The reviewer of my paper wrote that it “describes a unique and refreshingly different view of quantum theory” — something one doesn’t get to hear very often. The paper is based on an invited talk at the Berge Fest, a conference celebrating the 60th birthday of Berge Englert (Centre for Quantum Technologies, National University of Singapore, 22–25 April 2014).

Conference venue
The Ngee Ann Kongsi Auditorium at the National University of Singapore, where the conference was held.

The talk in turn was based on my paper “Manifesting the Quantum World”, which was published in Foundations of Physics 44 (6), 641–677, DOI 10.1007/s10701-014-9803-3. You can get the preprint here.

Quantum physics meets the philosophy of mind

Book cover

Today I received my copy of the proceedings of this international conference, which was held at the Catholic University of Milan in June 2013. It contains my paper “Consciousness in the quantum world: An Indian perspective”.

Download a pre-print of the paper.

Download the book flyer.

At the European Congress of the Theosophical Society in Paris

Participants at the 37th European Congress of the Theosophical Society
Quantum physics: a tale of two world views — click to watch or download
Evolution of Consciousness: an Indian Perspective — click to watch or download

You can also download the PDFs: First Second

Notes on an Important Book — Another 5-Star Review

Posted by Pete J at Amazon.com on (remember remember) the 5th of November:

For anyone interested in how mysticism can be connected up with physics in a practical way, to the benefit of physics, and without any beating around the bush, this book may be a godsend.

The mathematics of quantum mechanics is well beyond the comprehension of most people and for the most part it goes straight over my head. This text book, which seems to be a thorough introduction to this mathematics, complete with challenging exercises, is therefore unlikely to become a popular best-seller. It is also expensive, having the worst word-to-price ratio of any book I’ve ever bought. However, I’m glad I bought it. It is possible even for the non-mathematician to see at least how the various mathematical approaches fit together and why they are needed, while the real heart of the book is the interpretation it places on the mathematics and this is explained economically and in plain English.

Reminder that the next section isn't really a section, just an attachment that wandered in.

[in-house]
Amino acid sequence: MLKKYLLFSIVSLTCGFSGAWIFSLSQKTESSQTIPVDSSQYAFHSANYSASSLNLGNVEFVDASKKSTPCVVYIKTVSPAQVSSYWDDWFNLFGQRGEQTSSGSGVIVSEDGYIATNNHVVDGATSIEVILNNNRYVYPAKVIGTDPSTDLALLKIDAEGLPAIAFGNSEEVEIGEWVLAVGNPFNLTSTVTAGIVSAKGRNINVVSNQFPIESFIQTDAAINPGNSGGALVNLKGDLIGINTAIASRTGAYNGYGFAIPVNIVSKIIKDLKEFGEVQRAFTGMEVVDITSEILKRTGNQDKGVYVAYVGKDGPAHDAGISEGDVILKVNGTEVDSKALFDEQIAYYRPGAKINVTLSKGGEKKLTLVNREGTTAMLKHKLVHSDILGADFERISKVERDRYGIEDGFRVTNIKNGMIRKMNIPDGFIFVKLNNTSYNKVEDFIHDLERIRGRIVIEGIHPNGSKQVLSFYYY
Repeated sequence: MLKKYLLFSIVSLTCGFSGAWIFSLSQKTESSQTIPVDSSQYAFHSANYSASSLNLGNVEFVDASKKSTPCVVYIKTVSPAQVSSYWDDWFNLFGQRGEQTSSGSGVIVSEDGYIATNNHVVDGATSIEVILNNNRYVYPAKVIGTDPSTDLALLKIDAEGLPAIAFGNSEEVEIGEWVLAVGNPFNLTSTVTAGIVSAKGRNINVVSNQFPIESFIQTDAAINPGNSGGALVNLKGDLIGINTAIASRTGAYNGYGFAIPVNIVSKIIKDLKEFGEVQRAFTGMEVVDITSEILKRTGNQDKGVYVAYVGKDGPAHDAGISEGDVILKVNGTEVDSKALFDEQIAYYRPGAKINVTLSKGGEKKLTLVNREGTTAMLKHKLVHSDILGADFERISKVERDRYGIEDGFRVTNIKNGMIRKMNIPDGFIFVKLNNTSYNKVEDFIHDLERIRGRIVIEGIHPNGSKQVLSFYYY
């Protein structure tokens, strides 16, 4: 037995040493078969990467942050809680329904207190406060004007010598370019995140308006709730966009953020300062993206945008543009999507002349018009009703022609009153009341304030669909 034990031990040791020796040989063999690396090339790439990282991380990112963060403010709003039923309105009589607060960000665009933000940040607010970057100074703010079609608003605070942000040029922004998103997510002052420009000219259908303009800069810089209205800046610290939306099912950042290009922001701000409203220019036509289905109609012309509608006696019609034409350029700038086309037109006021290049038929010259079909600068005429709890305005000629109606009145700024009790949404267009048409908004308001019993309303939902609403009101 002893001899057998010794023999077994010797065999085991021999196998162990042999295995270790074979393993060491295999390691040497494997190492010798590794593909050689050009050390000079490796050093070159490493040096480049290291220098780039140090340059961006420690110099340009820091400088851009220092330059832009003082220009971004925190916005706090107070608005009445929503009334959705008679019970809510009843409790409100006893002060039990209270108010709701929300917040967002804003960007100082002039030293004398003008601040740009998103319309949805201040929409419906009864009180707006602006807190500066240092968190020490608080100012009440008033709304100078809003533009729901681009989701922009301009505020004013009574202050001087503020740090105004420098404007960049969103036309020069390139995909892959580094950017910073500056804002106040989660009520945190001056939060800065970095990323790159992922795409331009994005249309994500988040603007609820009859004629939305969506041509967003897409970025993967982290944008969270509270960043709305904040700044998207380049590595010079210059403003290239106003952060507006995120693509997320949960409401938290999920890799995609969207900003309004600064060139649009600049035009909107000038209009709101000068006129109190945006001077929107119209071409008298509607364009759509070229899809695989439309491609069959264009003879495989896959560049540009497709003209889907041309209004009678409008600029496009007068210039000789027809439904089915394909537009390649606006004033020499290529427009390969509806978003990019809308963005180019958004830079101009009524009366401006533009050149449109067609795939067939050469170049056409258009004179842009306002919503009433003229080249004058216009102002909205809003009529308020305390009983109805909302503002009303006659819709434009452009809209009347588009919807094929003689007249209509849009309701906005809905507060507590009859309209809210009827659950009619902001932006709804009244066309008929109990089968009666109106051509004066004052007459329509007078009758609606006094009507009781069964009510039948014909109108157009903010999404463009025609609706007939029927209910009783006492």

Quantum theory is astonishingly successful despite the utter lunacy of its mathematics, but it rules out any hope of our ever being able to conceive of what it describes by the use of everyday ‘classical’ concepts. We don’t have any other kind of concepts, so we cannot conceive of what it describes. Whatever it describes would have to be vastly more weird and wonderful than anything we observe in our everyday world. So what are we to do? Must we accept that the way have to describe Nature must always remain incomprehensible to us?

While explaining why interpretations of quantum mechanics that try to accommodate classical intuitions are impossible, rendering futile any hope of creating a picture in our heads of what lies behind the mathematics, Mohrhoff quotes Dennis Diecks, Professor of the Foundations and Philosophy of the Natural Sciences at Utrecht University.

“However, this is a negative result that only provides a starting-point for what really has to be done: something conceptually new has to be found, different from what we are familiar with. It is clear that this constructive task is a particularly difficult one, in which huge barriers (partly of a psychological nature) have to be overcome.”

Mohrhoff continues, ‘Something conceptually new has been found, and it is presented in this book.’ What is presented is a big idea. ‘What quantum mechanics is trying to tell us’, says Mohrhoff, ‘is that reality is structured from the top down.’ As something to think about this is probably worth the price of the book. It seems possible that as stated this is a one-sided view and that there are two equal and opposite ways of looking at this structure, as might seem more typical for the world-view of the Upanishads, but it hardly matters. What matters is that we can see from The World According to Quantum Mechanics that the ancient psychological, metaphysical and cosmological doctrine endorsed by Sri Aurobindo and his group would dove-tail perfectly with the mathematics of quantum mechanics and allow physics to be reconciled with metaphysics and mysticism.

The book is a vindication of Erwin Schrodinger, who concluded early on that the new physics he was helping to invent implied the truth of the advaita doctrine. With its publication it may not be unreasonable to think that for theoretical physics a paradigm shift may be approaching of even greater magnitude than quantum mechanics.

No need to make the world stranger than it is

Another review at Amazon.com, by Adrian Icazuriaga: